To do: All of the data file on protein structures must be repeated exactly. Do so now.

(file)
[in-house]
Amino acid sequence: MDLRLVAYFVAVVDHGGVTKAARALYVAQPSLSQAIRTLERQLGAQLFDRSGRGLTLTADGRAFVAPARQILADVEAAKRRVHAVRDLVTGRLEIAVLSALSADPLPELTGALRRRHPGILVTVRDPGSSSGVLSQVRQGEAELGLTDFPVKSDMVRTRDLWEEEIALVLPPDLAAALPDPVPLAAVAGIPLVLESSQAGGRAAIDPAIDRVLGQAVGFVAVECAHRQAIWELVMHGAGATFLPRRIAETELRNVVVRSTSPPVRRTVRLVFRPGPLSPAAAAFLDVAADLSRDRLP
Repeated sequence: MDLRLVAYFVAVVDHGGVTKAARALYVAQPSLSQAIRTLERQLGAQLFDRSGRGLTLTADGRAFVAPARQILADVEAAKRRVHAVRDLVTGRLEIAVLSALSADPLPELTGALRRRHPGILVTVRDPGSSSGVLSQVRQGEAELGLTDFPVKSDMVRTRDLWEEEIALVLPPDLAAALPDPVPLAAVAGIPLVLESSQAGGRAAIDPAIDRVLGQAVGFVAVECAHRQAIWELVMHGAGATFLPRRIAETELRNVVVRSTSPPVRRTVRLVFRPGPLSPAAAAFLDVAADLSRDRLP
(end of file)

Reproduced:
[in-house]
Amino acid sequence: MDLRLVAYFVAVVDHGGVTKAARALYVAQPSLSQAIRTLERQLGAQLFDRSGRGLTLTADGRAFVAPARQILADVEAAKRRVHAVRDLVTGRLEIAVLSALSADPLPELTGALRRRHPGILVTVRDPGSSSGVLSQVRQGEAELGLTDFPVKSDMVRTRDLWEEEIALVLPPDLAAALPDPVPLAAVAGIPLVLESSQAGGRAAIDPAIDRVLGQAVGFVAVECAHRQAIWELVMHGAGATFLPRRIAETELRNVVVRSTSPPVRRTVRLVFRPGPLSPAAAAFLDVAADLSRDRLP
Repeated sequence: MDLRLVAYFVAVVDHGGVTKAARALYVAQPSLSQAIRTLERQLGAQLFDRSGRGLTLTADGRAFVAPARQILADVEAAKRRVHAVRDLVTGRLEIAVLSALSADPLPELTGALRRRHPGILVTVRDPGSSSGVLSQVRQGEAELGLTDFPVKSDMVRTRDLWEEEIALVLPPDLAAALPDPVPLAAVAGIPLVLESSQAGGRAAIDPAIDRVLGQAVGFVAVECAHRQAIWELVMHGAGATFLPRRIAETELRNVVVRSTSPPVRRTVRLVFRPGPLSPAAAAFLDVAADLSRDRLP